The B.C. Supreme Court ruled last week that the public consultation process was not at issue when the District of Invermere administered a cull of 19 deer in March of 2012. The Invermere Deer Protection Society argued that the town did not do enough to consult the community prior to the cull and so launched the lawsuit.
Cranbrook Mayor Wayne Stetski explained that the city follows the same public consultation process, so the case could have caused changes for communities across B.C.
“We’ve certainly been waiting for the outcome and we’re pleased with the decision of the courts,” Stetski said. “Basically the public consultation process has been set out for all of us in the province of B.C. and we were all following the same approach. So had there been a different decision in Invermere, that would have impacted the public involvement process for all of the communities.”
Stetski said the lawsuit tried to determine if the public process was appropriate, with the court finding that in the past it has been.
“It really doesn’t change anything, because it was looking back, not looking forward,” he said. “Had the results been different, it would have changed the results in the future. So it’s good to see that the process we followed was a good one, but it doesn’t change where we’re at in terms of cull or no cull moving ahead this year.”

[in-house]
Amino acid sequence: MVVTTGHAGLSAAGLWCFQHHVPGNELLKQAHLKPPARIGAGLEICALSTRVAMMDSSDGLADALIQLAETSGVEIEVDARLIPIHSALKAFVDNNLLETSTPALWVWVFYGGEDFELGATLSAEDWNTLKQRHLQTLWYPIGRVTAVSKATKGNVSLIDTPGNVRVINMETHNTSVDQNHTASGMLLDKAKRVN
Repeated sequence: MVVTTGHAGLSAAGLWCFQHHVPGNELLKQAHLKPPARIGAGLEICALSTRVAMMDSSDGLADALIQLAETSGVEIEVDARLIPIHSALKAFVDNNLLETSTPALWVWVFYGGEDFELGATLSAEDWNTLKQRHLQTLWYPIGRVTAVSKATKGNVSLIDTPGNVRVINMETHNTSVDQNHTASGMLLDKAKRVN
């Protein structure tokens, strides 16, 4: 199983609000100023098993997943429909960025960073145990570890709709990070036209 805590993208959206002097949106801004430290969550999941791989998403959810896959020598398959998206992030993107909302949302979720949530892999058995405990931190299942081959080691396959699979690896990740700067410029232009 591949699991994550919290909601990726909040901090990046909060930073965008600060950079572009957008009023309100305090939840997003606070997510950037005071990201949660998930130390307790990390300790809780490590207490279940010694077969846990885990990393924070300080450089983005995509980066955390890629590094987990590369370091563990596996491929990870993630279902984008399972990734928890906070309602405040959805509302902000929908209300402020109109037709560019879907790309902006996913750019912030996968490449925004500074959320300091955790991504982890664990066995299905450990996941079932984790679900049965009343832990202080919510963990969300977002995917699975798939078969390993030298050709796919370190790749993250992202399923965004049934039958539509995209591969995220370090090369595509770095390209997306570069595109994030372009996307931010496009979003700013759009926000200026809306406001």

Stetski said that had it gone the other way, the city would have been back at the beginning. He hoped that had the court found the process was not appropriate, it would have provided guidance as to how to make it appropriate.
Earlier this month, council followed a recommendation by the Urban Deer Management Advisory Committee to forego a cull this year. However, the results of the Nov. 16 city-wide deer count and public complaints could still prompt the committee to reevaluate the situation and send another recommendation to council.
“If the city did come back to a cull, it would be based on a recommendation from our public advisory committee and the information that we receive from the public in terms of deer incidents,” he said. “It will be interesting to see the numbers of the count coming up in November.
“Council made a decision that there would not be a cull so we would need pretty strong arguments in the other direction and a recommendation from the committee in a different direction before we would bring it back and reconsider it.”
The city has had two culls.
The first was a cull of 25 deer in 2011. The second was one of 30 deer in February 2013.